A contradiction arises in seeing Ai Weiwei’s Fondation (2012) and 258 Fake (2011) together, and now. But this need not be taken strictly as a criticism: we are living in contradictory times. Fondation, previously exhibited at the Louvre and as part of a group exhibition at Baalbek archaeological site in Lebanon, is close to a Duchampian ready-made. It consists of the bases of stone columns taken from the foundations of centuries-old Chinese halls and arranged into a grid protruding from a wooden platform.
The piece is intended to recall the Greek agora – a gathering place and center of an ancient city-state’s artistic, athletic, and political life, literally translated as “open space.” Fulfilling this function, it will play host to a performative discussion involving artists, activists and curators, which is to be live streamed on 8 December. In inviting visitors to step up to the platform and sit on these pillars, Weiwei addresses our agoraphobia, coaxing us from the critical safety of the space reserved for observers and into the open, demanding our engagement.
As is the case with both pieces here, Foundation is a reference to Weiwei’s relationship with social media; if we consider it as such, with each pillar a node in a network, and visitors actively invited to occupy these nodes, there are implications for the kind of edifice such a foundation allows.
The use of stone taken from buildings with a grounding in history suggests a solidity to the discursive structure social media allows, and yet the pillars are essentially ruins. The participants occupying these nodes have no permanence either, and may be replaced or absent entirely – conflicts, echo chambers, and voids are all possible hazards.
The artist is an advocate of social media and has struggled to protect his use of it, but this work reveals a foundational flaw in its efficacy as a political tool, one which is especially poignant given current concerns around social media and electoral politics: the medium modifies the message.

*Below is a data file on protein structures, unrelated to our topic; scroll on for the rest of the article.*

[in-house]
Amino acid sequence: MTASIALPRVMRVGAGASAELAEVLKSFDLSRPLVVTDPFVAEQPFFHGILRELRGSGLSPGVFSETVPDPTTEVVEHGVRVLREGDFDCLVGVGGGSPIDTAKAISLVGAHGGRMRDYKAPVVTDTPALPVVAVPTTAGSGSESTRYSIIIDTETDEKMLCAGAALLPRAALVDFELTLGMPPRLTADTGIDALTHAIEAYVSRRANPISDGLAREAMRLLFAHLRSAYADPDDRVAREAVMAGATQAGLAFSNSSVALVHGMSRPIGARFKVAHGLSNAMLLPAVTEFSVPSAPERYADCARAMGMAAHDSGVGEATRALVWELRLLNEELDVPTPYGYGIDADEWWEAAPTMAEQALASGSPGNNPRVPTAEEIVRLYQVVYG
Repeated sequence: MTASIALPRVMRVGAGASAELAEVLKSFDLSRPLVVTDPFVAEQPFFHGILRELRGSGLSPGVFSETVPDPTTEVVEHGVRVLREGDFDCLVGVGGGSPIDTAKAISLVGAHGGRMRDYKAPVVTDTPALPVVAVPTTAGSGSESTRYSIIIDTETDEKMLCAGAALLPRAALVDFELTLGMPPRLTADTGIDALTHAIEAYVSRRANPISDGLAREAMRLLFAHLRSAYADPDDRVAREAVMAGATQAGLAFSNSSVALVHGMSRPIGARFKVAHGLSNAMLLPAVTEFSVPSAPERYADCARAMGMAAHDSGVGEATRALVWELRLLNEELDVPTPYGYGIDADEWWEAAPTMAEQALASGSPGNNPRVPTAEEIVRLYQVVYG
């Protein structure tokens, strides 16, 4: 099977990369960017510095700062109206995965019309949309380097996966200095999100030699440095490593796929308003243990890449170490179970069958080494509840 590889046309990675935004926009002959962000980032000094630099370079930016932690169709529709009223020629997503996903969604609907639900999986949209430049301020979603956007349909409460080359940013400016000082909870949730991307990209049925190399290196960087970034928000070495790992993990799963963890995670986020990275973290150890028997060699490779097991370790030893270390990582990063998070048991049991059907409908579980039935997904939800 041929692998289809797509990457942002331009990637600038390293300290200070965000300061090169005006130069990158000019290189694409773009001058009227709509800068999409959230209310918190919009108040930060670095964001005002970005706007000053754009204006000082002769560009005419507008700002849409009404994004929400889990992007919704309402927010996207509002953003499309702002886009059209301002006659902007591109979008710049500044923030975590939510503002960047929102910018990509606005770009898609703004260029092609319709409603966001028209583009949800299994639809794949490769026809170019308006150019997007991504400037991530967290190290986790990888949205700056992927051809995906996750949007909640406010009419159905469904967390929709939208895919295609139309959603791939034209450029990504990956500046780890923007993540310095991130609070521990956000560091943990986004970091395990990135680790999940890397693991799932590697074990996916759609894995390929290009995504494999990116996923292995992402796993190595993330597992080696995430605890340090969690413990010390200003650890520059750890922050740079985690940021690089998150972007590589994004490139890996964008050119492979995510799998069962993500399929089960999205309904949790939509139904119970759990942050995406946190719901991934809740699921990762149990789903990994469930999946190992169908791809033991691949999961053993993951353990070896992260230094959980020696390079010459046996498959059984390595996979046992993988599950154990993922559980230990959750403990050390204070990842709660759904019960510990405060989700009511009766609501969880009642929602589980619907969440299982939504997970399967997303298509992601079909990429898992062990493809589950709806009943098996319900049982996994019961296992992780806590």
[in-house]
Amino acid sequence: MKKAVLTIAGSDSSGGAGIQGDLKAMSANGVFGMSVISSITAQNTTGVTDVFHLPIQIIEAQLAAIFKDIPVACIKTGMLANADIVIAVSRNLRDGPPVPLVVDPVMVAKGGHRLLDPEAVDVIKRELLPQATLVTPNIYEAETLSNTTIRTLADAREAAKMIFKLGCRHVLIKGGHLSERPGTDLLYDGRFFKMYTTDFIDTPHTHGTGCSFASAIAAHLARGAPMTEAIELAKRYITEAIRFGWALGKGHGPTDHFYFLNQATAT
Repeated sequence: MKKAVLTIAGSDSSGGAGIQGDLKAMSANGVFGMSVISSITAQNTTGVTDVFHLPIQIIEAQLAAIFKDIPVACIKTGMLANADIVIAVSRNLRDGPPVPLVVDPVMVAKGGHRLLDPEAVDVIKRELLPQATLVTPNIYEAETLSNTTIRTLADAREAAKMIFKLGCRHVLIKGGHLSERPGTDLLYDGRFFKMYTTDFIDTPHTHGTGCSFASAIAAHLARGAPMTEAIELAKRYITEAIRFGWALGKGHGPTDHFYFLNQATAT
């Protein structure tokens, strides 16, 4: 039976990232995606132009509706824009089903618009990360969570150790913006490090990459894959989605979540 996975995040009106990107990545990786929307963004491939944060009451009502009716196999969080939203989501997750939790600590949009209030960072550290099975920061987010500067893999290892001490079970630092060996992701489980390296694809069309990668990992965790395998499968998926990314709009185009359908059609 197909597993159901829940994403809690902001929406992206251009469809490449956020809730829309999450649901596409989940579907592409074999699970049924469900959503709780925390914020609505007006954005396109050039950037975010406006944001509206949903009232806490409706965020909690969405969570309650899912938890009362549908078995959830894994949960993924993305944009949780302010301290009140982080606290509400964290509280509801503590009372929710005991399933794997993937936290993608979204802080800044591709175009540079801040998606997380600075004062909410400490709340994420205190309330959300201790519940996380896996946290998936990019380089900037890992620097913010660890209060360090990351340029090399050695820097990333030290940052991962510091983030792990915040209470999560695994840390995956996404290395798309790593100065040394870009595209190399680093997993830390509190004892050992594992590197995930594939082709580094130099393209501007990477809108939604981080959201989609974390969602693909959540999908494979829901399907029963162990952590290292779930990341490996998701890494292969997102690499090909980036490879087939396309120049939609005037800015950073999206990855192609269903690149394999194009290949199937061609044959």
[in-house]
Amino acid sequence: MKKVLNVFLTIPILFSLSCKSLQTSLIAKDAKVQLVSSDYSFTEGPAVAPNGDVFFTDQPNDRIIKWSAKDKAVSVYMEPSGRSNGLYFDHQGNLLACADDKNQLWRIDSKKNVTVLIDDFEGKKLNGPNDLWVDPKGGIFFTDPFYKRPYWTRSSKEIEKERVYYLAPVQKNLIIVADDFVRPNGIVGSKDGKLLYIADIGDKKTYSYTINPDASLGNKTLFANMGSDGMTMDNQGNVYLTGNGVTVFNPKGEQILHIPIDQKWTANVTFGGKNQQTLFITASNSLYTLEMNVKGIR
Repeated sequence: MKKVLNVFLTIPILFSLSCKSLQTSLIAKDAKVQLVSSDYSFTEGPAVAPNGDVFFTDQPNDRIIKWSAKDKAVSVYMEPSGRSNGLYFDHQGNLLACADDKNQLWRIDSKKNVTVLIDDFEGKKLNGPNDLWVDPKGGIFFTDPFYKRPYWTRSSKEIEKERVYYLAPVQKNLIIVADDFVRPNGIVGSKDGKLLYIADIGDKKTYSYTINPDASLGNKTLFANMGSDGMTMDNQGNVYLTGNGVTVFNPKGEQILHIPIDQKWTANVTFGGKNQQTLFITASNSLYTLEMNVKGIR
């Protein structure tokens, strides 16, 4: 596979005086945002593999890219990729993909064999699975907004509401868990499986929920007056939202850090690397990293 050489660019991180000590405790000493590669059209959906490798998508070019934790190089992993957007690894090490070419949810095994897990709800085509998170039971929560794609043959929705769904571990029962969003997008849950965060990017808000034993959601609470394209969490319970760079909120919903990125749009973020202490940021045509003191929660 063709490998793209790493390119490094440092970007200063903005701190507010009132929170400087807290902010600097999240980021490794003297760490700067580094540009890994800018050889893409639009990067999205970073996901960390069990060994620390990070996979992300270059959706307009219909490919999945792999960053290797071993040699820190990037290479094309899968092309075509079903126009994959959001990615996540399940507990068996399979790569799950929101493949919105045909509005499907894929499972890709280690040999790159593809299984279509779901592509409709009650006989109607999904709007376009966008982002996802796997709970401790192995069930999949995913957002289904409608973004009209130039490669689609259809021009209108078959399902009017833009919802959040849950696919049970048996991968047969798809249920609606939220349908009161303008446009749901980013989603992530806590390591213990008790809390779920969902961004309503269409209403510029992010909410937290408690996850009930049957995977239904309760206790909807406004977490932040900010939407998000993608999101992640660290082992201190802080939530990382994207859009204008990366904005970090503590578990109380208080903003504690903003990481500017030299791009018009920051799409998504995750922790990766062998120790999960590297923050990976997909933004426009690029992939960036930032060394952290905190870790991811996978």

The second of the two pieces, 258 Fake (2011), shares its name with the adopted address of Weiwei’s studio in Beijing and consists of 12 monitors displaying a slideshow of 7,677 photographs. These images are taken mostly from the artist’s blog, which was infamously shut down by the Chinese authorities in 2009, and they change at staggered intervals of three seconds.
Here, too, the medium modifies the message. The images are configured and reconfigured to create practically infinite semiotic sequences, each of which composes a new discourse: one screen may conjure a cat to stare hungrily at the plate of fish on a neighbouring screen before exchanging it for an indifferent spider; elegant architectural geometry may align with the disordered rubble of a building site; light sources, colours, and compositional elements settle briefly in complementary and contrasting patterns. Ultimately, no discourse or meaning is stable.
As well as images from the 2008 Sichuan Earthquake, there are photos of the artist at both work and play in his studio and at social events; counter intuitively, such images do well to temper the lack of balance between subject and artist that sometimes arises.
He has been widely, and rightly, criticised for gestures such as having socialites take selfies in refugee jackets, or recreating the internationally recognisable photograph of Alan Kurdi – the three-year-old Syrian boy washed up on a beach near Bodrum – with himself cast as the drowned child.
Seeing the artist joking in a novelty wig or thinking through a problem in his work dispels the almost messianic persona of the artist-dissident cultivated in certain media, and returns the sense of gravity to the political subjects his fame risks overshadowing.
The contradiction in these two pieces is that they are intended, ostensibly, as a metaphor for the artist’s use of social media, and yet provide ample critique of it. Both Foundation and 258 Fake – the etymology of whose namesake is the subject of wide speculation – replicate social media’s epistemological potential while simultaneously replicating its shortcomings.
Intentionality in art is a tricky thing to decipher, whether the cracks in Weiwei’s preferred mode of reaching an audience are highlighted deliberately or not, they could not be so if these pieces failed to capture at least something of the essence of their subject, and this in itself is valuable.
Ned Carter Miles
Ai Weiwei: Foundation is at Lisson Gallery, London, until 7 January. Find out more: www.lissongallery.com
1. Ai Weiwei 258 Fake, (2011) Digital files. © Ai Weiwei; Courtesy Lisson Gallery